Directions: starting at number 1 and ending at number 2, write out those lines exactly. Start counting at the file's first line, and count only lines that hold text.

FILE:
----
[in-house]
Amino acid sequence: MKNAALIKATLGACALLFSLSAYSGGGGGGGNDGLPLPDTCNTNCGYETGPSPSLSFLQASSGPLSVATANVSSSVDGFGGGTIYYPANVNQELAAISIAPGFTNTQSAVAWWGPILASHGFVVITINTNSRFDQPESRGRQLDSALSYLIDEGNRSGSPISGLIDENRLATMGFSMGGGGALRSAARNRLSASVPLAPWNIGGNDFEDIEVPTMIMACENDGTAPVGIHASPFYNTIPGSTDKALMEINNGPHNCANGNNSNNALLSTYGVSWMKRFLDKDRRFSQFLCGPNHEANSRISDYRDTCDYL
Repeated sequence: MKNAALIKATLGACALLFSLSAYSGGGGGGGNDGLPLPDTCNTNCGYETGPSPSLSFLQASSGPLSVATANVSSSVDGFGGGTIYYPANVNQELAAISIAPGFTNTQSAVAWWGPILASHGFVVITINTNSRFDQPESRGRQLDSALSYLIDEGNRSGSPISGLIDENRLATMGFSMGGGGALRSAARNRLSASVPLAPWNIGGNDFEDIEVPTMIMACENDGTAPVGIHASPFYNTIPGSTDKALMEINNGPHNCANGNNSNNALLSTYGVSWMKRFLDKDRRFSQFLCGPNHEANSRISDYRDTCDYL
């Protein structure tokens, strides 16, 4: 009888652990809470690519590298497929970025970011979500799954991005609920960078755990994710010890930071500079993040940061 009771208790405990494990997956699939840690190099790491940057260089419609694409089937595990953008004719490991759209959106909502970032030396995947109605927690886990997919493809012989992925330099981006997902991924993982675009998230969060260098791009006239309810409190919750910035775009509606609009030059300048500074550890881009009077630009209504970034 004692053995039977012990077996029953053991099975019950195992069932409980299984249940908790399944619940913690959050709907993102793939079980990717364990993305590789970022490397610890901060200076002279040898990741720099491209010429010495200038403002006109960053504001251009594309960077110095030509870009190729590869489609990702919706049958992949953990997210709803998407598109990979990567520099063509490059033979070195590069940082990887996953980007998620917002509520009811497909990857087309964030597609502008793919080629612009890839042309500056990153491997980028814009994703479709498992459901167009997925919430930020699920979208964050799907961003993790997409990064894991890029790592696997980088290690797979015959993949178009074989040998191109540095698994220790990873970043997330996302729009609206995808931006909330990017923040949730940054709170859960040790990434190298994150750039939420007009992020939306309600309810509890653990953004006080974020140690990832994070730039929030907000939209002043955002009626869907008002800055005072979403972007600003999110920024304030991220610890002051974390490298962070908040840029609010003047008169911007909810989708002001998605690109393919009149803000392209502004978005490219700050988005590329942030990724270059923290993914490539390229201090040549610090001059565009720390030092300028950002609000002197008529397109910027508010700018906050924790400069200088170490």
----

[in-house]
Amino acid sequence: MKNAALIKATLGACALLFSLSAYSGGGGGGGNDGLPLPDTCNTNCGYETGPSPSLSFLQASSGPLSVATANVSSSVDGFGGGTIYYPANVNQELAAISIAPGFTNTQSAVAWWGPILASHGFVVITINTNSRFDQPESRGRQLDSALSYLIDEGNRSGSPISGLIDENRLATMGFSMGGGGALRSAARNRLSASVPLAPWNIGGNDFEDIEVPTMIMACENDGTAPVGIHASPFYNTIPGSTDKALMEINNGPHNCANGNNSNNALLSTYGVSWMKRFLDKDRRFSQFLCGPNHEANSRISDYRDTCDYL